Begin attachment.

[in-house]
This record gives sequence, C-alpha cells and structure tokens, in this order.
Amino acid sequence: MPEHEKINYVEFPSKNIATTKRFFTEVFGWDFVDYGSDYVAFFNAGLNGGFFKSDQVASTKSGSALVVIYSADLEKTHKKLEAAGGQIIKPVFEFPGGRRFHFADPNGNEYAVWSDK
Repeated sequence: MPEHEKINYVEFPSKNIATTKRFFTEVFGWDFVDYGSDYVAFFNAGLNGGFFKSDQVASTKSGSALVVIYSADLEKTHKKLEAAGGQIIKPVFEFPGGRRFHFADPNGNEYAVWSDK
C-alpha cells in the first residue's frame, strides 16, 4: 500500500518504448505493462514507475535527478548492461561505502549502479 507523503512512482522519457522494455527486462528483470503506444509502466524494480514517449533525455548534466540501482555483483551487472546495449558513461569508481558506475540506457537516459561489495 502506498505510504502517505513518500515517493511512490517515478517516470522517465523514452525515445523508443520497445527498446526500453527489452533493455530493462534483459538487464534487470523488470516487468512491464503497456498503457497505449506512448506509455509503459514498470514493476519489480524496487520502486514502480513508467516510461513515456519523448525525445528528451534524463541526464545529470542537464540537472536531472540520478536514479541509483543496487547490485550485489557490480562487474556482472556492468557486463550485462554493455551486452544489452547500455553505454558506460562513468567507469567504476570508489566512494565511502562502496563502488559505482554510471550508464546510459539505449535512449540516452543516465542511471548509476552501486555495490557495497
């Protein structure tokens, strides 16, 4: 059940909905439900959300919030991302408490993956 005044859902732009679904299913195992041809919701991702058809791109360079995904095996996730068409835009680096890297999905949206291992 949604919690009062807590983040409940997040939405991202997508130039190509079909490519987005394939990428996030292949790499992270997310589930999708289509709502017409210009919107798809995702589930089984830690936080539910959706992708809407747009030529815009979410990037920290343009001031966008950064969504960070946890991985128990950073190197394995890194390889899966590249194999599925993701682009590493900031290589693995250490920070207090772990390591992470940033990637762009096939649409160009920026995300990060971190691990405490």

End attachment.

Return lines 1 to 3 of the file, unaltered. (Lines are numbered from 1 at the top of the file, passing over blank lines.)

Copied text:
[in-house]
This record gives sequence, C-alpha cells and structure tokens, in this order.
Amino acid sequence: MPEHEKINYVEFPSKNIATTKRFFTEVFGWDFVDYGSDYVAFFNAGLNGGFFKSDQVASTKSGSALVVIYSADLEKTHKKLEAAGGQIIKPVFEFPGGRRFHFADPNGNEYAVWSDK